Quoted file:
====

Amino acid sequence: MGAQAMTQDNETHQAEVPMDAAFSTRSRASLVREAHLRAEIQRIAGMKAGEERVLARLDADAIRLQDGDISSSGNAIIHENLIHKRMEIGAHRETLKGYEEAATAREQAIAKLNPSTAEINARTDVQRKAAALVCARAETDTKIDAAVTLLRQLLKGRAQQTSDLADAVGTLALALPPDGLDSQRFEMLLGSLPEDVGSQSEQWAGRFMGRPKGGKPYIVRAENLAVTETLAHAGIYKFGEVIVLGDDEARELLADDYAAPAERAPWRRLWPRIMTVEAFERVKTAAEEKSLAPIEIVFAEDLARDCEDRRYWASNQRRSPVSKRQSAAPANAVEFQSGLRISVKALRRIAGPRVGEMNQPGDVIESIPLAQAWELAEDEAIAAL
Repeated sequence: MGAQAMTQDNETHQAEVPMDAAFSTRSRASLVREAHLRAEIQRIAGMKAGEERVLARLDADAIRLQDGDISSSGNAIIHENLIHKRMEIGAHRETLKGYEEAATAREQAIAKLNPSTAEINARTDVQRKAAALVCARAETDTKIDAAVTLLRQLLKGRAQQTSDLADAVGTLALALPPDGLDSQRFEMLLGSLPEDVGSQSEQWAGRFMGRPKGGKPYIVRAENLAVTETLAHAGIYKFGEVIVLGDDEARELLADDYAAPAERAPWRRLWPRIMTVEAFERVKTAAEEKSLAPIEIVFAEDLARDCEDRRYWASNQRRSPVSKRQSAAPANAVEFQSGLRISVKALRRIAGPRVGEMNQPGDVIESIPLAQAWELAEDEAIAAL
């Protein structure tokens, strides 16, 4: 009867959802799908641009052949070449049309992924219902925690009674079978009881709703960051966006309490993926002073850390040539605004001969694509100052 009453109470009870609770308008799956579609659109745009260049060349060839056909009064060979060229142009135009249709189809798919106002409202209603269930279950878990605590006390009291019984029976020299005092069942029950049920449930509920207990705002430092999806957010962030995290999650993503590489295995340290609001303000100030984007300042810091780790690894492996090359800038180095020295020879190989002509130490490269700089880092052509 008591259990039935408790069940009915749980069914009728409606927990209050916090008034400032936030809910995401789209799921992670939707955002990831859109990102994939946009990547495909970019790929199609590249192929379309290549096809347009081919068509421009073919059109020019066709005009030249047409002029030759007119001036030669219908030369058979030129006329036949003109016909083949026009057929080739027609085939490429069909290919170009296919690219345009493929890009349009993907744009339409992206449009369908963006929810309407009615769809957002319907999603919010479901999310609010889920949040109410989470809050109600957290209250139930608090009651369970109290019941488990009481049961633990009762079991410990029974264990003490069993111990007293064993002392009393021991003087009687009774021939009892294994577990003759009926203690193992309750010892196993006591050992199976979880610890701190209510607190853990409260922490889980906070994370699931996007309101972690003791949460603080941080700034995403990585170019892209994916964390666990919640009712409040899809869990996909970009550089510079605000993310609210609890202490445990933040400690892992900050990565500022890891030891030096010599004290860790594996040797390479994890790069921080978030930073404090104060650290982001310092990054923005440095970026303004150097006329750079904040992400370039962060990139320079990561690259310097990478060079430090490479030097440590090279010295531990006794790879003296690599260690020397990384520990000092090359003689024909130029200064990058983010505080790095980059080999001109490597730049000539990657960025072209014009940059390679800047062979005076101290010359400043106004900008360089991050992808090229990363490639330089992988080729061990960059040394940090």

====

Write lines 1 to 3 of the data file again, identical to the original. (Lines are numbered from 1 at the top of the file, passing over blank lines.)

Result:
Amino acid sequence: MGAQAMTQDNETHQAEVPMDAAFSTRSRASLVREAHLRAEIQRIAGMKAGEERVLARLDADAIRLQDGDISSSGNAIIHENLIHKRMEIGAHRETLKGYEEAATAREQAIAKLNPSTAEINARTDVQRKAAALVCARAETDTKIDAAVTLLRQLLKGRAQQTSDLADAVGTLALALPPDGLDSQRFEMLLGSLPEDVGSQSEQWAGRFMGRPKGGKPYIVRAENLAVTETLAHAGIYKFGEVIVLGDDEARELLADDYAAPAERAPWRRLWPRIMTVEAFERVKTAAEEKSLAPIEIVFAEDLARDCEDRRYWASNQRRSPVSKRQSAAPANAVEFQSGLRISVKALRRIAGPRVGEMNQPGDVIESIPLAQAWELAEDEAIAAL
Repeated sequence: MGAQAMTQDNETHQAEVPMDAAFSTRSRASLVREAHLRAEIQRIAGMKAGEERVLARLDADAIRLQDGDISSSGNAIIHENLIHKRMEIGAHRETLKGYEEAATAREQAIAKLNPSTAEINARTDVQRKAAALVCARAETDTKIDAAVTLLRQLLKGRAQQTSDLADAVGTLALALPPDGLDSQRFEMLLGSLPEDVGSQSEQWAGRFMGRPKGGKPYIVRAENLAVTETLAHAGIYKFGEVIVLGDDEARELLADDYAAPAERAPWRRLWPRIMTVEAFERVKTAAEEKSLAPIEIVFAEDLARDCEDRRYWASNQRRSPVSKRQSAAPANAVEFQSGLRISVKALRRIAGPRVGEMNQPGDVIESIPLAQAWELAEDEAIAAL
């Protein structure tokens, strides 16, 4: 009867959802799908641009052949070449049309992924219902925690009674079978009881709703960051966006309490993926002073850390040539605004001969694509100052 009453109470009870609770308008799956579609659109745009260049060349060839056909009064060979060229142009135009249709189809798919106002409202209603269930279950878990605590006390009291019984029976020299005092069942029950049920449930509920207990705002430092999806957010962030995290999650993503590489295995340290609001303000100030984007300042810091780790690894492996090359800038180095020295020879190989002509130490490269700089880092052509 008591259990039935408790069940009915749980069914009728409606927990209050916090008034400032936030809910995401789209799921992670939707955002990831859109990102994939946009990547495909970019790929199609590249192929379309290549096809347009081919068509421009073919059109020019066709005009030249047409002029030759007119001036030669219908030369058979030129006329036949003109016909083949026009057929080739027609085939490429069909290919170009296919690219345009493929890009349009993907744009339409992206449009369908963006929810309407009615769809957002319907999603919010479901999310609010889920949040109410989470809050109600957290209250139930608090009651369970109290019941488990009481049961633990009762079991410990029974264990003490069993111990007293064993002392009393021991003087009687009774021939009892294994577990003759009926203690193992309750010892196993006591050992199976979880610890701190209510607190853990409260922490889980906070994370699931996007309101972690003791949460603080941080700034995403990585170019892209994916964390666990919640009712409040899809869990996909970009550089510079605000993310609210609890202490445990933040400690892992900050990565500022890891030891030096010599004290860790594996040797390479994890790069921080978030930073404090104060650290982001310092990054923005440095970026303004150097006329750079904040992400370039962060990139320079990561690259310097990478060079430090490479030097440590090279010295531990006794790879003296690599260690020397990384520990000092090359003689024909130029200064990058983010505080790095980059080999001109490597730049000539990657960025072209014009940059390679800047062979005076101290010359400043106004900008360089991050992808090229990363490639330089992988080729061990960059040394940090």